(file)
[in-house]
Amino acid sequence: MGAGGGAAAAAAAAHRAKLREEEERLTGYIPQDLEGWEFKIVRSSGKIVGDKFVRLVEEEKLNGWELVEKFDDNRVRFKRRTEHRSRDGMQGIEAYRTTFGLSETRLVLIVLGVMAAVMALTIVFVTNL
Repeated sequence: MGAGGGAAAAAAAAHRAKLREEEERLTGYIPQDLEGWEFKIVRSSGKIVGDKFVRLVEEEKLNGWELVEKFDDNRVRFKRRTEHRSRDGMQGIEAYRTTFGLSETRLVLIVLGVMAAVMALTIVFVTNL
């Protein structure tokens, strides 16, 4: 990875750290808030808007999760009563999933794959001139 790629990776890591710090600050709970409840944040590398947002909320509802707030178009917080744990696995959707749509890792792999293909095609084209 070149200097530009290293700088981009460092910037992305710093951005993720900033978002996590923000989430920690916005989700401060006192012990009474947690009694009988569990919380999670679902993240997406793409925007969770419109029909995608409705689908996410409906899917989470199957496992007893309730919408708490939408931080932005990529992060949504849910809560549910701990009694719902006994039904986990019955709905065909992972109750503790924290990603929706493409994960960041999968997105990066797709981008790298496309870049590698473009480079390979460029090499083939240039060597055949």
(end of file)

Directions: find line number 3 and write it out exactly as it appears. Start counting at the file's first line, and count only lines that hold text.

Repeated sequence: MGAGGGAAAAAAAAHRAKLREEEERLTGYIPQDLEGWEFKIVRSSGKIVGDKFVRLVEEEKLNGWELVEKFDDNRVRFKRRTEHRSRDGMQGIEAYRTTFGLSETRLVLIVLGVMAAVMALTIVFVTNL